In February, Los Angeles Fire Station 74 in Tujunga made history with the appointment of Fire Captain Kristine M. Larson as Captain II on the “A” platoon. Recently promoted to that rank, Larson is now the highest-ranking African American female in the LAFD and one of only three female captains on active duty in the field, assigned to fire suppression duty.
During her work hours, Larson is the senior ranking officer overseeing a crew of nine firefighters for ladder truck and emergency medical services calls. She is responsible for the day-to-day affairs of Fire Station 74 while working on behalf of the safety of the Sunland-Tujunga community.
While ensuring the safety of the local community, Larson has also been called away from home to help other agencies.
“I’ve been as far north as Chico, Rim of the World in the local mountains, and Val Verde,” Larson said. “Since we are a really expensive resource, it has to be a really big fire with homes in imminent danger for us to be called into the fire area.”
During her off-hours, Larson volunteers as a crew leader at Camp Blaze Fire Camp in Washington State, a non-profit organization staffed entirely by female fire service personnel who volunteer their time with the vision of empowering, inspiring and supporting strong women leaders.
Larson has been with the Los Angeles Fire Dept. for 25 years, since graduating from UCLA where she earned her undergraduate degree in sociology on a full athletic scholarship. Over the years, she has tackled some challenges.
“Dealing with the aftermath of the Rodney King trial and the anger and hostility that some people felt toward firefighters [was difficult],” she said. “We would be driving around on the fire trucks and, because we sit so high, we could see that some people were carrying baseball bats and other weapons in their cars. Some of those people made a point of letting us know exactly what they thought of us while others thanked us for the work we do every day.”
She began her career in 1990 serving as a firefighter/EMT in Encino and on the Westside. In 2006, she was promoted to Captain I, becoming the first African American female in LAFD history to achieve that rank. Over the next eight years she was stationed at Fire Station 58 in the Pico/Robertson area where she was in command of a dedicated and tight-knit crew on the “C” shift. In 2013, she was transferred to LAFD’s Drill Tower 81 in Panorama City where she earned respect from her fellow staff members and recruits as the sole female officer of LAFD’s Drill Tower staff.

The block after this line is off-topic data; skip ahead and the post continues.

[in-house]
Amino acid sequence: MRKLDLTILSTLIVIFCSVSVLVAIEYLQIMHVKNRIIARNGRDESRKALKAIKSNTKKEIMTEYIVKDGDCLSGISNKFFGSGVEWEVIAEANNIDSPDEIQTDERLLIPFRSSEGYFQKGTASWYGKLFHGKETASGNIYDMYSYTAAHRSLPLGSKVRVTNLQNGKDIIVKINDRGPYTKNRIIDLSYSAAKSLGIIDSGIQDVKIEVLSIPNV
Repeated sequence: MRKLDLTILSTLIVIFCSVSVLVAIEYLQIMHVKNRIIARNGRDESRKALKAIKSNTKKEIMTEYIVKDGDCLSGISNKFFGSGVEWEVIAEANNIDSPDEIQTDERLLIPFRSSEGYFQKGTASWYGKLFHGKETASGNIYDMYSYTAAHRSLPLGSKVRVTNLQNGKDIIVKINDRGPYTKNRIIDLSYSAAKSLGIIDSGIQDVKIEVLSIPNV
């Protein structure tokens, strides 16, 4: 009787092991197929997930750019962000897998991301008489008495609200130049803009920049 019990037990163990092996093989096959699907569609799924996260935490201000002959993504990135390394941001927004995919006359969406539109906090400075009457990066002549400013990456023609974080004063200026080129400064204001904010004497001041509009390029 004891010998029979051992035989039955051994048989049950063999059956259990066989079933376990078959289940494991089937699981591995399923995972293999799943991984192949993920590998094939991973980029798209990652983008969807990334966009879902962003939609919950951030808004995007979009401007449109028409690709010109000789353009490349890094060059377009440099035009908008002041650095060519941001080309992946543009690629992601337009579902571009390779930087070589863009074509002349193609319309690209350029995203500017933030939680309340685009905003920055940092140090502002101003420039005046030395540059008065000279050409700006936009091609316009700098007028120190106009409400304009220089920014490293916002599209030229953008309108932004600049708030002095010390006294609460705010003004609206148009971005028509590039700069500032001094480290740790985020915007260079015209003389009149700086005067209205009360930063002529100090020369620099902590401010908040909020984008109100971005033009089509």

Achieving the rank of Captain II took a dedication that not all might have.
“At a certain point, you feel like you want to challenge yourself to learn more and step up,” said Larson. “About 12 or 13 years ago, the woman who was then the highest-ranking female in the LAFD, Deputy Chief Roxanne Bercik, told a group of us woman not to rest on our laurels – to step up and to challenge ourselves. Of the women who were there that day, 99% did step up. Women on the LAFD want to make a difference and work very hard to do so.”
Larson acknowledged that though the department is stretched thin, it strives to meet the needs of the public it serves.
“While everybody’s emergency is ‘their own emergency,’ they are not always Fire Department emergencies,” she said. “We try to do our best when we are called, but with the huge increase of the call load and our lack of resources, we can’t be everything to everybody. While we can’t solve every problem, we always try our best to serve our community.”
For fire emergencies in Sunland-Tujunga, call “911.” For those who have questions regarding fire department business, contact LAFD at (818) 756-8674.